A Keychain is Born ~ 8/30/10 ~ With Video

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Blog entry by DustyNewt posted 08-30-2010 10:29 AM 5379 reads 3 times favorited 9 comments Add to Favorites Watch

I must apologize for my lack of interaction here on LumberJocks. I am on the night shift at the paper mill and my neighbors don’t dig the 2:30 am woodworking bit, so I have been limited to my keychain work and ya’ll have seen that. It is my night off and I remembered a couple requests a while back to do a blog on my keychain process. So, here ‘tis! I hope the video comes out right.

I’ve been experimenting with my CoolPix. Short videos? I can do that! So I decided to take my friends, customers and followers through the process of giving birth to one of my name keychains. I hope its parents in Sewell, New Jersey don’t mind the exposure.

I first select a billet of the requested wood.
In this case, Paduak, a deep red hardwood from southern Africa.
A Keychain is Born

I then mark out the letter’s spacing with my saw blade. I use a band saw with a 1/8” blade. It leaves the perfect kerf/kern between the letters.
A Keychain is Born

Over to the drill press to bore the insides of closed letters. In this case only the “e” needs a hole.
A Keychain is Born

I following is the video I took of the actual cutting of the name. Mind your digits!!! (I hope this works…)

Here is a still of the newborn. She still needs cleaning.
A Keychain is Born

This next video is of the preliminary belt sanding.

She is then hand sanded through to 400 grit and hardware is attached. I then give her three coats of lacquer.
A Keychain is Born

And here she is, all ready to ship to her new happy home in Sewell.
The Newborn Keychain

I hope you’ve enjoyed this presentation.

I have over 18 select hardwoods to choose from. Your names are bound to be in my woodbins somewhere.

Peace in Wood,

-- Peace in Wood ~

9 comments so far

View Scott Bryan's profile

Scott Bryan

27249 posts in 5155 days

#1 posted 08-30-2010 12:45 PM

Scott, thanks for the videos. It was interesting to see how you made these.

-- Challenges are what make life interesting; overcoming them is what makes life meaningful- Joshua Marine

View Vicki's profile


1210 posts in 4677 days

#2 posted 08-30-2010 05:44 PM

That was great! Thanks for posting. I didn’t realize you could cut such details with a BS. You must have a really good one. Congrats.

-- Vicki on the Eastern Shore of MD

View DustyNewt's profile


690 posts in 5195 days

#3 posted 08-30-2010 09:31 PM

Thanks for the comments. Vicki, I have a thirty-something y/o Sear’s 12” bandsaw. It’s the model I learned on, so I am partial to it but it is nothing fancy.

-- Peace in Wood ~

View BigTiny's profile


1721 posts in 4221 days

#4 posted 08-31-2010 12:12 AM

Hi Scott.

How do you think these would work with a scroll saw? I don’t have a thin enough blade on my band saw and would like to try a few to see how my friends like them before buying a blade and installing it.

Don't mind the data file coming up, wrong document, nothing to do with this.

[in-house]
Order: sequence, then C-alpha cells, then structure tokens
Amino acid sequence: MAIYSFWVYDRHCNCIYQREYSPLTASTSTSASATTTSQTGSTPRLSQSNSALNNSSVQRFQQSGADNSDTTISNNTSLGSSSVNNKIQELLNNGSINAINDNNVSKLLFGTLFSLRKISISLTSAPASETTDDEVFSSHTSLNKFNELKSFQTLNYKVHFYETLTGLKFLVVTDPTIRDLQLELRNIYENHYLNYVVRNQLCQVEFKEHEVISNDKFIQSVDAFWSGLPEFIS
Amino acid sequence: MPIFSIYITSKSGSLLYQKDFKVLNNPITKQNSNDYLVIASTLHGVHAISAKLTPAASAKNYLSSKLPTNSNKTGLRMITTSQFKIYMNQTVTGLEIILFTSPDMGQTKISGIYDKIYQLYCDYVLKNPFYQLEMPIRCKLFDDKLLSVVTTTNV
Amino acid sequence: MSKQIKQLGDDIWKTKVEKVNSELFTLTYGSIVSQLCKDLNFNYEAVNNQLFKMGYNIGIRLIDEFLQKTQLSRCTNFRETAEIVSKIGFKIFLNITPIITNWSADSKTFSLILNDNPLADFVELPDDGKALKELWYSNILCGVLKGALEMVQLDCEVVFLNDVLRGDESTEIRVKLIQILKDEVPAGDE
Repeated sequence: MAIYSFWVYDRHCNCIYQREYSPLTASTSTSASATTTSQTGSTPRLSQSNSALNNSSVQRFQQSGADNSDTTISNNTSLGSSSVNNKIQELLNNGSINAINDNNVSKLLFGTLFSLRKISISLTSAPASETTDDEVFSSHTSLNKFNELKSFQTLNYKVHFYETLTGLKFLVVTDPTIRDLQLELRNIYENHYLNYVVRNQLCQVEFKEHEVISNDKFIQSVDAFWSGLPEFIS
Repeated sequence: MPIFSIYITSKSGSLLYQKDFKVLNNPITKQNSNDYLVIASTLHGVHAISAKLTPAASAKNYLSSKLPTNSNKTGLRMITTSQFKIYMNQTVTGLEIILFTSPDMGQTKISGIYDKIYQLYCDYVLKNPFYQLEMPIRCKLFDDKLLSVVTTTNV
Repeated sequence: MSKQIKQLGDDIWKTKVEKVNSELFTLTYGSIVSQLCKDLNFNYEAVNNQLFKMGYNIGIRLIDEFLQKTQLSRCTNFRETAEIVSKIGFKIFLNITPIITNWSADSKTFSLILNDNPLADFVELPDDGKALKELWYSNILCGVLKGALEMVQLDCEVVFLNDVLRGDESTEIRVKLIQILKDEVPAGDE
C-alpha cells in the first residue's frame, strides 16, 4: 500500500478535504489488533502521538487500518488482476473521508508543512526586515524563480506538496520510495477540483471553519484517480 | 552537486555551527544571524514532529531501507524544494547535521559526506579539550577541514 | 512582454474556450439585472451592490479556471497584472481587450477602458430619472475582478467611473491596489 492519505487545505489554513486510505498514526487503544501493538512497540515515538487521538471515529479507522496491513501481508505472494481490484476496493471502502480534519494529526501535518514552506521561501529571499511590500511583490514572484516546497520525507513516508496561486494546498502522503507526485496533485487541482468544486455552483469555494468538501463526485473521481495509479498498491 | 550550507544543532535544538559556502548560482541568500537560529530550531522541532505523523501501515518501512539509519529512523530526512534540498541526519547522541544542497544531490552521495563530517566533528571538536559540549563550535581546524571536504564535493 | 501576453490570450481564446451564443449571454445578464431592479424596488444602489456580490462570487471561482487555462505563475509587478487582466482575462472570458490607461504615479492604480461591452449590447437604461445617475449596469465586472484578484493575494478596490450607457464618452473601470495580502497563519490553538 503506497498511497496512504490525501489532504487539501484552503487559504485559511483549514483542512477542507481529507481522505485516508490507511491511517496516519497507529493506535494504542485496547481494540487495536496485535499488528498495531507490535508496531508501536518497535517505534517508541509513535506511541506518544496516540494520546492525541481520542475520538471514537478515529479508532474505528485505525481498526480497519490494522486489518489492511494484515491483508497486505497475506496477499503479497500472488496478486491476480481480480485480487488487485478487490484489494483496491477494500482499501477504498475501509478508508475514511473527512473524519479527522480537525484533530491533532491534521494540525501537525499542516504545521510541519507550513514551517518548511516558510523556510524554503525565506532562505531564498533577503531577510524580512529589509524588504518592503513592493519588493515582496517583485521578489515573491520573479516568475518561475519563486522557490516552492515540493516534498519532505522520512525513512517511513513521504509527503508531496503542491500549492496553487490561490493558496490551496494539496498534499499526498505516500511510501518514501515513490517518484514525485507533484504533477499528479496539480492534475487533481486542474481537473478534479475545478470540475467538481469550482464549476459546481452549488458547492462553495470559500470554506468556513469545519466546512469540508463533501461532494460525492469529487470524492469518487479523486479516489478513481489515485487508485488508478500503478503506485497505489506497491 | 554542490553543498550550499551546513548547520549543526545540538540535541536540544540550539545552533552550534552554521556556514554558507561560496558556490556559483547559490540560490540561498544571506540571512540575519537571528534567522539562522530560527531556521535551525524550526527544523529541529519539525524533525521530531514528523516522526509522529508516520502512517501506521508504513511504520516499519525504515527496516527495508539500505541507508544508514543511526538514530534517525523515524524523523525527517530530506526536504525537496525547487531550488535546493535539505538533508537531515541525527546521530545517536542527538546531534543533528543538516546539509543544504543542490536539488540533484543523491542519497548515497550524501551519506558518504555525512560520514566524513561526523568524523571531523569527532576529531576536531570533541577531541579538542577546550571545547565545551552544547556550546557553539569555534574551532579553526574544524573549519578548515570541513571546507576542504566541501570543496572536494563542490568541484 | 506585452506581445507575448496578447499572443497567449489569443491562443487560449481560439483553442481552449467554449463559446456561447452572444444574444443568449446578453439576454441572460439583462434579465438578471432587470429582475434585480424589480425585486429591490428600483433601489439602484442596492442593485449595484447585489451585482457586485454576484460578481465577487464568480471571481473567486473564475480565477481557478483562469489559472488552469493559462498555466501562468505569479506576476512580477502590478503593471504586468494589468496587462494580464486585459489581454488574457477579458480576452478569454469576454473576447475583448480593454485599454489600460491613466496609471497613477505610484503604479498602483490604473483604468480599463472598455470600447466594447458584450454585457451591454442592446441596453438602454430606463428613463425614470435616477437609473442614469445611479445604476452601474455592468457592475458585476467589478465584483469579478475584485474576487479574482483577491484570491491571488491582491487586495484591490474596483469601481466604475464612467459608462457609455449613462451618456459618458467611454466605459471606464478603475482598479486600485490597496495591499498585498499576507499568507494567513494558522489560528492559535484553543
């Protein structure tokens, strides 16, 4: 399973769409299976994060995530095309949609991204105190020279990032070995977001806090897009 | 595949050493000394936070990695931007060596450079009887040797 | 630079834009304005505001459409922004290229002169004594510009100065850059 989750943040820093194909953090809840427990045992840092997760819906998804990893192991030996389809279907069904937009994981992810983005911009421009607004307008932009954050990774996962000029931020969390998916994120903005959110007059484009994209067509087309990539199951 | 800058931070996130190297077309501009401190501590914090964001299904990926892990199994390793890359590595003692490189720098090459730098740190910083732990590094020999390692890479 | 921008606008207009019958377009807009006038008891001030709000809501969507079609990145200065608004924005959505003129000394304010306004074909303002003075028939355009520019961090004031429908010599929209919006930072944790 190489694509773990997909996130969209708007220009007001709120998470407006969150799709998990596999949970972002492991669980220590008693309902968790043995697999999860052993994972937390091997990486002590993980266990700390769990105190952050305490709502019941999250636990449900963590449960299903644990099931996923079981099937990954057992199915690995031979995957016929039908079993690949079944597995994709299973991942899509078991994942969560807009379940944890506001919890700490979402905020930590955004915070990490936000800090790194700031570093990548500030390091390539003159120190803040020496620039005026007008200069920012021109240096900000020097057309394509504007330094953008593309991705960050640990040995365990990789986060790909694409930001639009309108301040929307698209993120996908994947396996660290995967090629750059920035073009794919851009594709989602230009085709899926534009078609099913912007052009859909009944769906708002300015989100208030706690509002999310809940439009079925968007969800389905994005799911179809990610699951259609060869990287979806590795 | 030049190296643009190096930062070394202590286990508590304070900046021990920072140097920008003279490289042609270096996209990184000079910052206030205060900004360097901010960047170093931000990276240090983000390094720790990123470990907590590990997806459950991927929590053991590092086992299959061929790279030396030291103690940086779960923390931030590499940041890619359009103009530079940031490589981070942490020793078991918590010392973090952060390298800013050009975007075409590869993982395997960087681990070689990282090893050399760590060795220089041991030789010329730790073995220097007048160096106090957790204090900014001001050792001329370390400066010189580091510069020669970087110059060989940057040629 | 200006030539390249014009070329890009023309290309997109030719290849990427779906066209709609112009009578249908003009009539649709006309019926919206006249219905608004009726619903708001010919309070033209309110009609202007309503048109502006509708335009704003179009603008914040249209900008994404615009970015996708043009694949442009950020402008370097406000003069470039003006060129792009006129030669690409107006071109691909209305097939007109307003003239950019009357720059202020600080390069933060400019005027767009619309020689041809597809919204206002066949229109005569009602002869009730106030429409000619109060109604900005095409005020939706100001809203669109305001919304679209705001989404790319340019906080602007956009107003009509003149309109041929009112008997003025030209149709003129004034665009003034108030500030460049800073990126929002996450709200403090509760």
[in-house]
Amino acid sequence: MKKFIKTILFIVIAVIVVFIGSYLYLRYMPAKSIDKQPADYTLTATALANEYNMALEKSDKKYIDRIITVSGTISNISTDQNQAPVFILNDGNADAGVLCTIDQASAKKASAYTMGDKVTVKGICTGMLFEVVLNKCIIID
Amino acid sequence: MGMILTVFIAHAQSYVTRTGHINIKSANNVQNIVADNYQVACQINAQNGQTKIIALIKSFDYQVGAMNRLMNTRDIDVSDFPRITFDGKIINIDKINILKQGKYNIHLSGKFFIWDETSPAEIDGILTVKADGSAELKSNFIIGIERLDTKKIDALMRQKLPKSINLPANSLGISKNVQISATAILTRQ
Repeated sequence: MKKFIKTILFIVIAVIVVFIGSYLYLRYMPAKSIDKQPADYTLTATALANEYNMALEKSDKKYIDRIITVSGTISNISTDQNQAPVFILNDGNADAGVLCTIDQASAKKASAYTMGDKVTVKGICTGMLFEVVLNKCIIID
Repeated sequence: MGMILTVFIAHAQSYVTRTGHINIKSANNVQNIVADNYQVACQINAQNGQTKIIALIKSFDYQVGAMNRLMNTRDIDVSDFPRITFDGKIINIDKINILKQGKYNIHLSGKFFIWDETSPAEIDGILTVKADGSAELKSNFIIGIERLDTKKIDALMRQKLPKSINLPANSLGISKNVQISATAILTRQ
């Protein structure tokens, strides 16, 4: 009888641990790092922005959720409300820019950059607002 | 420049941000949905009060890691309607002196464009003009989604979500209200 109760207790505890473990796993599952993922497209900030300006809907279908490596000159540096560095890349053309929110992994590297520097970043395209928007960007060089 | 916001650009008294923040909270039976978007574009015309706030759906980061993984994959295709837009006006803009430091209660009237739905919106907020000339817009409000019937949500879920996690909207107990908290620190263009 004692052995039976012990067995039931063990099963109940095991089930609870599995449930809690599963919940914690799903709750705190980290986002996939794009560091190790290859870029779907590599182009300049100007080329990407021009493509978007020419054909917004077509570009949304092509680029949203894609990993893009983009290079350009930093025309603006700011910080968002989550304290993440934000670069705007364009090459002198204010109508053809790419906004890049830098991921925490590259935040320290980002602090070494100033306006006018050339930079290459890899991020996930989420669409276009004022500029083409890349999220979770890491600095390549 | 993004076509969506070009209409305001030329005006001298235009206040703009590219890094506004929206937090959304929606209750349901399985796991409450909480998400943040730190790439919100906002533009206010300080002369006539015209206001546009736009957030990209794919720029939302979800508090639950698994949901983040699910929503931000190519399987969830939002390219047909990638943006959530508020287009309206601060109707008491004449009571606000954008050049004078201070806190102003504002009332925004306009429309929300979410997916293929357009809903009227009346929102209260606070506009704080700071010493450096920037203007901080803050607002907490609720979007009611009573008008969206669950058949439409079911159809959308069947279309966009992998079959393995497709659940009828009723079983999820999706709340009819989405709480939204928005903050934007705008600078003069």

Thanks for an excellent tutorial. I was amazed how fast you made one!

Definately adding this to my favorites file.

-- The nicer the nice, the higher the price!

View HighRockWoodworking's profile


182 posts in 4312 days

#5 posted 08-31-2010 12:37 AM

Great videos and pictures, thanks for sharing with us. Very interesting.

-- Chris Adkins,

View jusfine's profile


2422 posts in 4259 days

#6 posted 08-31-2010 05:02 AM

Great little videos! Obviously you had done this before… :)

-- Randy "You are judged as much by the questions you ask as the answers you give..."

View Vicki's profile


1210 posts in 4677 days

#7 posted 08-31-2010 06:19 AM

Hi Scott,
Thanks for the info. I have the 10” Sears model and have a nice timberwolf blade, but can’t get it to track properly. I have to stick with the 3/8” and it suits for most of my needs. I see you have blocks not just the wheels like me. Did yours come with them or did you add them? Does that give one more control?

-- Vicki on the Eastern Shore of MD

View DustyNewt's profile


690 posts in 5195 days

#8 posted 08-31-2010 03:09 PM

Thanks everyone. I enjoy doing these and they have provided a means to meet great people all over the world, like yourselves.

Blondewood ~ Mine has a thruster bearing (behind the blade) and carbon blocks on either side of the blade. There is a set above and a set below, and they do guide the blade. I saw your bandsaw in your shop. I haven’t used the bearing blocks like you have. My saw came this way originally. I don’t think they started using the bearing block until the ‘90’s. I imagine that they’d excel at resawing.

Big Tiny ~ I have used a scroll saw when my bandsaw was out of commission. And I use one regularly on my MiniTags (below), which are about 2/3 the size of my regular keychains. A scroll saw works great with thinner hardwoods. Happy scrolling!!

-- Peace in Wood ~

View Skylark53's profile


2867 posts in 4393 days

#9 posted 09-04-2010 03:29 PM

You make this look easy. Great little project, well done, functional and sure to be enjoyed by its owner.

-- Rick, Tennessee, John 3:16

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